Abraham Maslow was born in 1908, to immigrant Russian parents and rose to become a prominent humanistic psychologist in the latter 20th century. While he valued the core humanistic philosophies of being authentic, compassionate, and client-centered, he is most widely known for his hierarchy of needs. Maslow’s hierarchy is made up of five levels of physical and psychological needs, consisting of the following: physiological needs; safety and security needs; love and belonging needs; esteem needs; and finally, self-actualization. People ascend through this hierarchy to become fully alive and fulfilled.
The physiological needs are basic bodily needs, such as sleep, movement, nutrition, sex, and avoiding pain. People literally cannot focus on anything else unless these needs are met. Many of these needs are requirements for living.
The safety and security needs represent the need for protection and stability in your life. Every person needs to feel safe, physically and emotionally, in their environment. Chaos, fear, and constant stress prevent people from being able to create and maintain relationships. Ongoing lack of safety and security can result in serious medical conditions such as heart disease, depression, and stress-related conditions.
Love and belonging are needs which are met through friends, family, and relationships with others. When this need goes unmet, feelings of loneliness and rejection occur. The pursuit of marriage and creating a family demonstrates the role of this need in the lives of most young adults. Some spend their lives at this level, trying to establish strong connections and relationships.
The esteem needs are the need to be recognized, respected, and have respect for others. A higher level of esteem needs revolve around self-esteem, personal freedom, and feelings of achievement. Career advancement, hobbies, and civic responsibilities, such as volunteering, are examples of behavior that surrounds meeting these needs.
The highest level of personal development is self-actualization, which is a self-feeding need that pushes individuals to be as much as they can be. Few reach this stage. Maslow considered this stage to be generally fleeting, what he termed “peak moments.” Even those who self-actualize at times do not stay forever on top of the pyramid- life events compel us all to descend to meet other needs as circumstances arise. During times of self-actualization, people feel fulfilled, ready to explore, without anxiety and employing a good sense of humor and creativity in all they do.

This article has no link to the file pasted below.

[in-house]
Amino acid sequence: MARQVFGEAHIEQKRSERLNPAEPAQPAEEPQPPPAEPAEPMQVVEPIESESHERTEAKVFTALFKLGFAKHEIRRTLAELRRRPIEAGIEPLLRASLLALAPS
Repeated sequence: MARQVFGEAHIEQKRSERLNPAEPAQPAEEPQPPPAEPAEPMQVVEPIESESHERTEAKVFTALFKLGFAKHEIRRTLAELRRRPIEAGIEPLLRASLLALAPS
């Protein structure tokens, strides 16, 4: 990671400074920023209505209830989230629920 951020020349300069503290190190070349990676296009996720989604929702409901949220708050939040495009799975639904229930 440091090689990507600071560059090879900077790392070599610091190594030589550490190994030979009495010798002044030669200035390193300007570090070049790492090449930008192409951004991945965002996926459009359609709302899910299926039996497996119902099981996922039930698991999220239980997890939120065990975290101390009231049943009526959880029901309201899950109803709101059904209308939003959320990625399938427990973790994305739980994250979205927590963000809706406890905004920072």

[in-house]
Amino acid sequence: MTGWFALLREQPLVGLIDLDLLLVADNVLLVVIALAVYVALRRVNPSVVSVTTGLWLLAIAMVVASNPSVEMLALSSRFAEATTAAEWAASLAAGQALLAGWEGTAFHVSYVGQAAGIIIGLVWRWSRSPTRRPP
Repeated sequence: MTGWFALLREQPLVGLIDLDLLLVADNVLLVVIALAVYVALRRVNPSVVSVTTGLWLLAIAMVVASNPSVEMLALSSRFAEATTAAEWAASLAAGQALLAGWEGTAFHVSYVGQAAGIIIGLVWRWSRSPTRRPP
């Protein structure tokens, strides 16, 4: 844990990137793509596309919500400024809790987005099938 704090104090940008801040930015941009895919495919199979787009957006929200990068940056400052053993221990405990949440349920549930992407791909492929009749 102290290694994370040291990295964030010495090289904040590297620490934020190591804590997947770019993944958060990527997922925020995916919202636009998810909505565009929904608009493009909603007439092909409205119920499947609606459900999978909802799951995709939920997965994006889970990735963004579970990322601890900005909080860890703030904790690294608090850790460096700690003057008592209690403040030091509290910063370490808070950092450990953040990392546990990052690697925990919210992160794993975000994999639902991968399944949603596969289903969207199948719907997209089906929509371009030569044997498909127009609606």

In order to move up through the hierarchy, one must have the underlying needs fulfilled. The present needs and those stages closest to them are the salient needs. Those below are considered to be fulfilled, and those above are to become salient in the future. Not everyone reaches self-actualization; some may not have the lower needs met, while others may not be able to make the psychological leap necessary to become a self actualized person. The majority of people live their adult lives working on their love and belonging or esteem needs.
People often move between levels in their daily lives. For example, a healthy adult with a promising career may generally feel fulfilled, safe, and secure. However, if they were to lose their house in a flood, they would temporarily find themselves struggling with safety and security needs, and likely quickly resume their previous level of functioning once they had a new place to live. Movement between levels can be seen more commonly during breakups, when people who once felt loved and secure suddenly feel rejected or struggle with loneliness before adjusting. On a mundane level, even the most self-actualized person will need to attend to the call of their basic needs several times a day; even Buddhas need to eat!
Abraham Maslow’s hierarchy of needs represents a good working map of motivation, achievement, and fulfillment. In understanding which level a person is operating at, you can understand what they need most in the present, and predict how they will behave. Maslow’s hierarchy is a flexible, compassionate, and understandable model of human behavior and the psyche, and remains an important theory in modern psychology.